Western Black Sea

Last summer, we had a leisurely drive on the Western Black Sea coast of Turkey. From the popular coastal town of Amasra (which was a bit too crowded for our liking), we drove towards the east on twisty windy roads with lush green mountains on one side and the sea on the other. The air was "like lemonade" as we say in Turkish -- a constant 23C wherever we went and a spooky mist hanging in the air. A breath of fresh air from the sizzling hot July weather of Ankara! For a change, the Black Sea was calm and as blue as the Mediterranean too.

In the afternoon, we stopped at a coastal village at the foot of Mount Küre: Kurucasile. We checked in the unpretentious Ural Hotel right on the beach. It was obvious that they had seen more glorious days but the rooms were reasonably clean and the staff was helpful and friendly. More importantly, they had a lovely terrace where they served fresh fish and raki in the evening!

After checking in, we had a walk around town. Kurucasile is famous for its traditional wooden boat-making. The industrious, sea-faring people of this town have made boats for centuries -- even war ships for the Ottoman Navy at one time. As you walk along the seafront, you can hear the incessant tock-tock of hammer. Makes an interesting stop to chat to the boat-makers.

Along the seashore, Kurucasile looks like a sleepy town. As we walked inland from the sea, however, the sounds of hammer ceased and we found a modern town.

As a pleasant surprise, there was a wedding party in this street later the same evening, complete with fireworks and the traditional Turkish drums and "zurna".

The next day, we got up quite early and Aylin went for a run along the seafront. After a filling breakfast on the terrace, we drove towards Inebolu. Needless to say, there were a few surprises on the way! From the road, we saw an almost secret bay and a sign that said "Gideros". Without hesitation, we took the dirt road and descended for several hundred meters, to where the road ended. We left the car there and took the path down to the sea.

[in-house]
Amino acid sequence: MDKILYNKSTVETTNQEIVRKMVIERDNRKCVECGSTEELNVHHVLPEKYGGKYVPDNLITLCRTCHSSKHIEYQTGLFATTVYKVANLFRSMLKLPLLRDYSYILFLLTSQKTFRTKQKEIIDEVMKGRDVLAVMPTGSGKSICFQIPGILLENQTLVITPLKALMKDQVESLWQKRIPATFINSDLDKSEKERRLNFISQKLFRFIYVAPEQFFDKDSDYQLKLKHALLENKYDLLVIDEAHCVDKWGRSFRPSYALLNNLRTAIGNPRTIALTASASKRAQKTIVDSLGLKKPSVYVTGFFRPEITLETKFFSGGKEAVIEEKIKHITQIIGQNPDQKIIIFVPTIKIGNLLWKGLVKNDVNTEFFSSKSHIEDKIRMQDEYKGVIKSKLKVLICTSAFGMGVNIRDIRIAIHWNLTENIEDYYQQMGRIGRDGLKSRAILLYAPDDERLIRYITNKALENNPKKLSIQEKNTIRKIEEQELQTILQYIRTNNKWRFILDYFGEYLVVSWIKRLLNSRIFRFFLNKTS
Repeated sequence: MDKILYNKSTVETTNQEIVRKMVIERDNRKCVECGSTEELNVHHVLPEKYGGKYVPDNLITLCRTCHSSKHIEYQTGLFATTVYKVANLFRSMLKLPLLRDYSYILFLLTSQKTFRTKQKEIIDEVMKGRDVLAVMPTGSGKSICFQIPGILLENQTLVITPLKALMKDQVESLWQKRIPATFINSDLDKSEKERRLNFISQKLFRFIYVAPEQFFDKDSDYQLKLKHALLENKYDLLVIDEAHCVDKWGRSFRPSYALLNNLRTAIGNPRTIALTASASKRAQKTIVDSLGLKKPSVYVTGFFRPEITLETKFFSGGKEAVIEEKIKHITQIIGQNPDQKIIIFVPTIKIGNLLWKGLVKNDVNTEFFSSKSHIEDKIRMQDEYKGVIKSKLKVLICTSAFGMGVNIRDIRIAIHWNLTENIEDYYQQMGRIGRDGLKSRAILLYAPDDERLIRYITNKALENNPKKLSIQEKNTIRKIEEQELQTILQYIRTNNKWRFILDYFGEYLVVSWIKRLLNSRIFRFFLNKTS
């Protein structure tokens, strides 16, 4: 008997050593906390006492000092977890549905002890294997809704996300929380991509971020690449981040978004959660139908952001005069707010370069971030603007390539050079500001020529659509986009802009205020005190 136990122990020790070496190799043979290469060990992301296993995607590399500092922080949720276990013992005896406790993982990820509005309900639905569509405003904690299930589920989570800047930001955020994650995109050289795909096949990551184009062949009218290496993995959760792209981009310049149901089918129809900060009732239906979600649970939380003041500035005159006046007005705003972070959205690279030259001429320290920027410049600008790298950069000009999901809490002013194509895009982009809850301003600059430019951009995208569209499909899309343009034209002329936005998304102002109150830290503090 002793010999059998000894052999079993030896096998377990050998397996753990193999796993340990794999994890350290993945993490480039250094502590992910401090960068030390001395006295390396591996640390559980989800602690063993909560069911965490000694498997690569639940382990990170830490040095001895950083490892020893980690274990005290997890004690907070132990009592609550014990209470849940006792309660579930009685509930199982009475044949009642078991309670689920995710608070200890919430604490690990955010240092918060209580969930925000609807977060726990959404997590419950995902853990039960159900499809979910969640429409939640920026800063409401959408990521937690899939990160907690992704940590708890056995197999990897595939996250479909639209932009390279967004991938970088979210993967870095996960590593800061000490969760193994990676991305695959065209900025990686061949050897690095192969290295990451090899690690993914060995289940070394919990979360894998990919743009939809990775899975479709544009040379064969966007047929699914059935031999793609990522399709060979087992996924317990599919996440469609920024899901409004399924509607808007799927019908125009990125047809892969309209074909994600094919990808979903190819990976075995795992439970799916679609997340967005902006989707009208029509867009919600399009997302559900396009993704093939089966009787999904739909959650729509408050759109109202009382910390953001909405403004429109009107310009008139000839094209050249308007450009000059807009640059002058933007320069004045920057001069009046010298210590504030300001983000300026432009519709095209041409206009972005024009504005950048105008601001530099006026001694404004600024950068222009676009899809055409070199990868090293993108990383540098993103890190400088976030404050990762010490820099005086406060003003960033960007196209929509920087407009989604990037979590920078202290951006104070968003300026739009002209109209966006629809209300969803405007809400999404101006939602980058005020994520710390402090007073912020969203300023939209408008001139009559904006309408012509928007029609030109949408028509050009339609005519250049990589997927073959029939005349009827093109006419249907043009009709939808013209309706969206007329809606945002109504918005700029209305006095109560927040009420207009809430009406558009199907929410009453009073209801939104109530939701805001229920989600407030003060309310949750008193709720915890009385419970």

Gideros, it seems, is a Genoese name and this bay used to be a popular hiding place for pirates. It's surrounded by hills covered with oak, chestnut and pine trees, and the water is crystal-clear like a pond. There are two really rustic fish restaurants by the water. We made friends with the old guy who runs one of them with his family. As we had snacks and a drink, his extended family arrived from a nearby town. Aylin fed ducklings with the two grandsons (See the video in the Turkish entry titled Karadeniz. Use the menu on the right).

After Gideros, we stopped several times to appreciate the scenery. In this particular stop, the midday call to prayer echoed in the valley:

After a late lunch in the bigger coastal town of Inebolu, we turned inland and drove over mount Kure to get to the city of Kastamonu.

Kastamonu was a little drab and unhappy, to be honest. But there were several Ottoman buildings to explore. The clock tower on a high hill is one of them.


After a short stop in Kastamonu, we drove on to Ankara. Kastamonu itself was not much of a lure but its surrounds were terrific. Mount Ilgaz is an attraction in itself. A ski center in winter, it is a also nice escape from the heat in the summer. Unfortunately we couldn't stop there as it got dark and we still had a considerable distance to cover before Ankara, which gives us something to look forward to next time!

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